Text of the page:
shiny hair, a great figure, and an ample posterior–but it’s clear from reading her work and hearing her speak that she’s gotten to where she is by being smart, hard-working, and really, really nice. But I love that she’s no Girl Scout, either. By her own admission in Cake, her early-twenty-something self seems to have been way flakier than I ever was or currently am, yet she managed to grow up and eventually have it all: She kicked serious ass at her day job as book publicist extraordinaire, wrote two best-selling essay collections in her spare time, and is now adapting her own work for an HBO pilot. Plus, she does well at fancy parties and seems to go out more nights than she doesn’t. Do I need to explain any more why she’s my hero?Ever since I read her first insightful, funny collection of essays, I Was Told There’d Be Cake, I haven’t been able to get enough of Sloane Crosley. In moments of boredom, I sometimes scour the Internet for mentions, profiles, or any interviews she’s given. I find her endlessly fascinating. Sloane has broad appeal, I’m sure, but to me, she’s like my nonexistent cool older sister’s even cooler best friend. She’s 32 now to my 25, and I look to her as an example of someone who’s made the transition from clueless upstart to real New York publishing power player in the most enviable fashion. Sloane’s absolutely gorgeous —
Anyway, after blowing through her second collection, How Did You Get This Number, in one sitting this past summer, I’ve realized Sloane’s steady stream of contributions to various publications are doing a pretty good job of holding me over until her next book. Seriously, homegirl gets around: She has had regular columns in The New York Times and The Independent, writes one-offs for other glossies like W and Esquire, and her Village Voice essays — the ones that led to her first book deal — are all still archived. In preparation for a recent, ill-advised train ride from Manhattan to Ronkonkoma, I printed all the online Sloane essays I could find and clamped them together with a huge binder clip. All said and done, I had a hefty tome that lasted through my long round-trip journey–alas, a third book of sorts! Sloane thrives in the roomier, meandering stories that the word-limitless book format allows her, but her magazine and newspaper essays are excellent, too. For someone who writes endlessly about herself, Sloane the protagonist is miraculously un-infuriating. Light touches of self-deprecation and irreverence separate her from the droves who aspire to be the next Girl About Town memoirist.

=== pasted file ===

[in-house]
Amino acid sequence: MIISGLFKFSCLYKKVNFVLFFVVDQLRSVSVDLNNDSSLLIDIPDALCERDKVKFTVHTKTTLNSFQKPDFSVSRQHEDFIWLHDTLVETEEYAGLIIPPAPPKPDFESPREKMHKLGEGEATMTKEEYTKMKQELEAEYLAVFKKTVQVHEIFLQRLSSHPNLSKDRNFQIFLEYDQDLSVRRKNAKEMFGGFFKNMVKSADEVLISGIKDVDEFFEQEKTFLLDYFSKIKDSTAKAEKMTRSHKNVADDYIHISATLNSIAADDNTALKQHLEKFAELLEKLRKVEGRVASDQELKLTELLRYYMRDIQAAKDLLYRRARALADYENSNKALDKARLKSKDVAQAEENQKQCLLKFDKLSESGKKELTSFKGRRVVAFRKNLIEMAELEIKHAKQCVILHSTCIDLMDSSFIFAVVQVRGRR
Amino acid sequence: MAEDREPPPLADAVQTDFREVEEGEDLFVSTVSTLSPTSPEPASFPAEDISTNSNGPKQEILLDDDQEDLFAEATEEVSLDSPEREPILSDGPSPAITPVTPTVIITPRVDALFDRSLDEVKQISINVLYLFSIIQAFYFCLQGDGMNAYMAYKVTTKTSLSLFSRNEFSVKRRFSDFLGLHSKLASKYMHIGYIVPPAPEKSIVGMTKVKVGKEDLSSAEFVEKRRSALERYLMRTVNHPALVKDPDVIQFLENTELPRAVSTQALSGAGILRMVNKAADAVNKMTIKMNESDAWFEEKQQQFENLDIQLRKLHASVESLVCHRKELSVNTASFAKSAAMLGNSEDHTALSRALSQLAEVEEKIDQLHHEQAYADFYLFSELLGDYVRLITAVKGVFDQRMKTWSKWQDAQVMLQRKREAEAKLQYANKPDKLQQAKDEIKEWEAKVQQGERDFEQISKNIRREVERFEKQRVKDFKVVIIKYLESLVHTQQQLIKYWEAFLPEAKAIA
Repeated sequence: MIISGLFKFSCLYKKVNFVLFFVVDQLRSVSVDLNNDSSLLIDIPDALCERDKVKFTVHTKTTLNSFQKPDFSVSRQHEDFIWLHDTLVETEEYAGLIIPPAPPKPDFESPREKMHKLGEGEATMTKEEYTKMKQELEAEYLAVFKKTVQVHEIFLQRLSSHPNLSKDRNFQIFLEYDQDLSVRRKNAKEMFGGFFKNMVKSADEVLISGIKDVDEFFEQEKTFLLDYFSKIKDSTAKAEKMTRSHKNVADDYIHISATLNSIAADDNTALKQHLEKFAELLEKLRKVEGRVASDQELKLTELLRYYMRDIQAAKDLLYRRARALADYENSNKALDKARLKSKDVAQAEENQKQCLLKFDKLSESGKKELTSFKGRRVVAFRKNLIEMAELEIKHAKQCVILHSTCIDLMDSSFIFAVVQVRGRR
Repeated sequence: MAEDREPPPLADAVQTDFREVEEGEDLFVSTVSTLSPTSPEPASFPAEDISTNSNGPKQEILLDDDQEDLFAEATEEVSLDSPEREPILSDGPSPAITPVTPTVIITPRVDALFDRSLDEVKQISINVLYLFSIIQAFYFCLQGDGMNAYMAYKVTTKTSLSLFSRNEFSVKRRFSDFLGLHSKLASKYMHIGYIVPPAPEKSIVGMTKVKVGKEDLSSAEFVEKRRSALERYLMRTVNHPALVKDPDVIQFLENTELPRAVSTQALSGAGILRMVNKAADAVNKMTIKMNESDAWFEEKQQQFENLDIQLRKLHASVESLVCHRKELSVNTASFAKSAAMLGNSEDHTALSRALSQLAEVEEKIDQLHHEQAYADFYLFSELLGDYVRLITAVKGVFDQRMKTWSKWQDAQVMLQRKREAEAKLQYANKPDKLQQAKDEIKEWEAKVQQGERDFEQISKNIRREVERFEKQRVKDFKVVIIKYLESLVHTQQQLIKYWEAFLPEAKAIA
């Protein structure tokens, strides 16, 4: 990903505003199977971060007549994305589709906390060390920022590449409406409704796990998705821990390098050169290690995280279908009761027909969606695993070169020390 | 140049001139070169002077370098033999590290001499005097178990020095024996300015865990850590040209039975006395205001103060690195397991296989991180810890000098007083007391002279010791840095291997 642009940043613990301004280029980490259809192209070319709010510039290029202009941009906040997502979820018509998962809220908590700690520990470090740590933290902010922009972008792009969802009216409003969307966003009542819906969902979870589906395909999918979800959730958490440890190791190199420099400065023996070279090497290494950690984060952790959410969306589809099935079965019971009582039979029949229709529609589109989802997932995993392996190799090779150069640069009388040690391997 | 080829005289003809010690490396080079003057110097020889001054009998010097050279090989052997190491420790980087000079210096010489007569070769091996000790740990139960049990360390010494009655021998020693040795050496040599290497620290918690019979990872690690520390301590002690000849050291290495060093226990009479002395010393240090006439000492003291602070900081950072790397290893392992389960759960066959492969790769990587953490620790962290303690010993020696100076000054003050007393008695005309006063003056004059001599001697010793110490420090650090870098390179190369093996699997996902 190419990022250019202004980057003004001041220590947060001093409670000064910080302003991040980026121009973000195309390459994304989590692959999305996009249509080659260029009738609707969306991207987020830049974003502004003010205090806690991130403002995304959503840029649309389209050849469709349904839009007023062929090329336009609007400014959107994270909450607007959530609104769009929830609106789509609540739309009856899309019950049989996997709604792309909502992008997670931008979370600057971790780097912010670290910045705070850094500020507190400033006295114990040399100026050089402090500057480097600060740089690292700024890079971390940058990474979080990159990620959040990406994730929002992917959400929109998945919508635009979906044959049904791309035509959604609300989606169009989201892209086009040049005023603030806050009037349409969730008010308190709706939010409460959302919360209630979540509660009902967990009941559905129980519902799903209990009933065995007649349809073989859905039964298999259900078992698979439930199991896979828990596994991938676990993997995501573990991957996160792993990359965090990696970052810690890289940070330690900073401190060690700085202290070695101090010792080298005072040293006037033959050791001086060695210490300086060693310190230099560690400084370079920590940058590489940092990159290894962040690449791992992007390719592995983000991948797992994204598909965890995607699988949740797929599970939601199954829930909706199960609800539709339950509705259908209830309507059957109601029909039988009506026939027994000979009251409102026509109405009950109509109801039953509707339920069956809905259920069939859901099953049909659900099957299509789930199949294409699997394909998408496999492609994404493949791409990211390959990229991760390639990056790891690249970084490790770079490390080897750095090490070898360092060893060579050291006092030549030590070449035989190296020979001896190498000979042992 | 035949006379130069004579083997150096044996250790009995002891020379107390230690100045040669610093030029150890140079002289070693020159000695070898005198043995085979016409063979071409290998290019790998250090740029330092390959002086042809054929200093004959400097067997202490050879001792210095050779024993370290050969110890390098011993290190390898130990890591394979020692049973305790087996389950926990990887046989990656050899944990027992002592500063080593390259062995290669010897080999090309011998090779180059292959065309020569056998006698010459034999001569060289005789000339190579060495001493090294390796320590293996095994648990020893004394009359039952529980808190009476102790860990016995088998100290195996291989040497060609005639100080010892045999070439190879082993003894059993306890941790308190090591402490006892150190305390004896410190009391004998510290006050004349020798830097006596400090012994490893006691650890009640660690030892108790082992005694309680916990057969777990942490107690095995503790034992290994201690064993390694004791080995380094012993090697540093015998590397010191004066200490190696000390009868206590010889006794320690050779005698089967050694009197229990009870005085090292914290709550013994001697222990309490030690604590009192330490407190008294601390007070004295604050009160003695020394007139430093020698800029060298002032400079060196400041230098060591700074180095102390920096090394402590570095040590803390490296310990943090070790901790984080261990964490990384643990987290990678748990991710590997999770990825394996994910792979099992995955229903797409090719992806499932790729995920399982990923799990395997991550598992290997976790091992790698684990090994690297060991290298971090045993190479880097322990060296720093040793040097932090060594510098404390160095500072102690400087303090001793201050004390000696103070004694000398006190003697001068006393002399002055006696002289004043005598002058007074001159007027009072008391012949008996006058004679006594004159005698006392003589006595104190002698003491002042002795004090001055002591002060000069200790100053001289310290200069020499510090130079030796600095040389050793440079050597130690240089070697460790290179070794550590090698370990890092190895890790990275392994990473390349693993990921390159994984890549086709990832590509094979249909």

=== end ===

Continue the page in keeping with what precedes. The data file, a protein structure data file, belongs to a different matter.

For those of you who don’t quite require a book’s worth of Sloane’s columns and articles, I’ve highlighted a few of her greatest hits. Enjoy!
Goodbye, Columbus [Village Voice]: The essay that started it all. Sloane described the perils of moving in Manhattan in an e-mail to her friends, one of whom was a Voice editor who thought it’d make a great piece. A longer, even better version appears in Cake.
Empty Rooms, No Regrets [NYT]: We come full circle. In this recent piece, Sloane describes the experience of seeing the apartment she had so many problems moving into gutted as soon as she moves out. I felt a little sad reading this, as her Upper West Side apartment was the setting for so much of her first two books. It’s like seeing Central Perk demolished.
A Wrinkle in Time [W]: Sloane discusses beauty and getting older as she approaches the age when faces supposedly self-destruct.
Cat People Are People Too [NYT]: I don’t relate because I hate cats, but this is hilarious.